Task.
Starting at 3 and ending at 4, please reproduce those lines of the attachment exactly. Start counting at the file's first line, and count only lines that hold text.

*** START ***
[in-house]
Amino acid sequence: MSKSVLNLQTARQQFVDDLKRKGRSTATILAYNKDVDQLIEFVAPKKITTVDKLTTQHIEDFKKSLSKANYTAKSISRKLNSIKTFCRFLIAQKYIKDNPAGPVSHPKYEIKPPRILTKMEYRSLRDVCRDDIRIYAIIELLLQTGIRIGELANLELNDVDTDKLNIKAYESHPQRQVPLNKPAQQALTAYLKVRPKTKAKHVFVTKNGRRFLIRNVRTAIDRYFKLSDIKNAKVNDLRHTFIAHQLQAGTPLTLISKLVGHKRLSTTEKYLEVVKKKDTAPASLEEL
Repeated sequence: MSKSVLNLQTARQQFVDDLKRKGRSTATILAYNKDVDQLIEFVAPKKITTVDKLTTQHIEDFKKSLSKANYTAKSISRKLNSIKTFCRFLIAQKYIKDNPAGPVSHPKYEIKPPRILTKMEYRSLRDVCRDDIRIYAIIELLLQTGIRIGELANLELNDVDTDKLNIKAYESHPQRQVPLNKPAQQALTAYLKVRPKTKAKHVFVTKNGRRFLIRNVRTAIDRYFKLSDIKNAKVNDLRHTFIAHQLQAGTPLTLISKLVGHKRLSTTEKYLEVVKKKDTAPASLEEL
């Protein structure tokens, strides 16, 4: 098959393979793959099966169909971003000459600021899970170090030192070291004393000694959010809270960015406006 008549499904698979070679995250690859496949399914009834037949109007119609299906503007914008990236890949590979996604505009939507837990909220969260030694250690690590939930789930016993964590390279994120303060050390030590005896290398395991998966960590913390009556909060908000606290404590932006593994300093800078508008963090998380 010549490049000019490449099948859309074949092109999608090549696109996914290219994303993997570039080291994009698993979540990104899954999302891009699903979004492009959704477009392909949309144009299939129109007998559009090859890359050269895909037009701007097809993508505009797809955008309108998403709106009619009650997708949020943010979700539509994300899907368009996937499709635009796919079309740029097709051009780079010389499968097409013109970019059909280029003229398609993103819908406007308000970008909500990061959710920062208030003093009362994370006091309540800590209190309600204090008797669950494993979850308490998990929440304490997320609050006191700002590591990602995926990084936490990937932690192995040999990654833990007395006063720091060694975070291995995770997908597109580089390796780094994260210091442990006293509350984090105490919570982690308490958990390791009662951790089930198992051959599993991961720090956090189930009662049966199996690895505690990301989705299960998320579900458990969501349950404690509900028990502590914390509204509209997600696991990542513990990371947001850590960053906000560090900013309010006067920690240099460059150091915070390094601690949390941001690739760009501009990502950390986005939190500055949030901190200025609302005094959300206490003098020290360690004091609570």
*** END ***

Repeated sequence: MSKSVLNLQTARQQFVDDLKRKGRSTATILAYNKDVDQLIEFVAPKKITTVDKLTTQHIEDFKKSLSKANYTAKSISRKLNSIKTFCRFLIAQKYIKDNPAGPVSHPKYEIKPPRILTKMEYRSLRDVCRDDIRIYAIIELLLQTGIRIGELANLELNDVDTDKLNIKAYESHPQRQVPLNKPAQQALTAYLKVRPKTKAKHVFVTKNGRRFLIRNVRTAIDRYFKLSDIKNAKVNDLRHTFIAHQLQAGTPLTLISKLVGHKRLSTTEKYLEVVKKKDTAPASLEEL
């Protein structure tokens, strides 16, 4: 098959393979793959099966169909971003000459600021899970170090030192070291004393000694959010809270960015406006 008549499904698979070679995250690859496949399914009834037949109007119609299906503007914008990236890949590979996604505009939507837990909220969260030694250690690590939930789930016993964590390279994120303060050390030590005896290398395991998966960590913390009556909060908000606290404590932006593994300093800078508008963090998380 010549490049000019490449099948859309074949092109999608090549696109996914290219994303993997570039080291994009698993979540990104899954999302891009699903979004492009959704477009392909949309144009299939129109007998559009090859890359050269895909037009701007097809993508505009797809955008309108998403709106009619009650997708949020943010979700539509994300899907368009996937499709635009796919079309740029097709051009780079010389499968097409013109970019059909280029003229398609993103819908406007308000970008909500990061959710920062208030003093009362994370006091309540800590209190309600204090008797669950494993979850308490998990929440304490997320609050006191700002590591990602995926990084936490990937932690192995040999990654833990007395006063720091060694975070291995995770997908597109580089390796780094994260210091442990006293509350984090105490919570982690308490958990390791009662951790089930198992051959599993991961720090956090189930009662049966199996690895505690990301989705299960998320579900458990969501349950404690509900028990502590914390509204509209997600696991990542513990990371947001850590960053906000560090900013309010006067920690240099460059150091915070390094601690949390941001690739760009501009990502950390986005939190500055949030901190200025609302005094959300206490003098020290360690004091609570």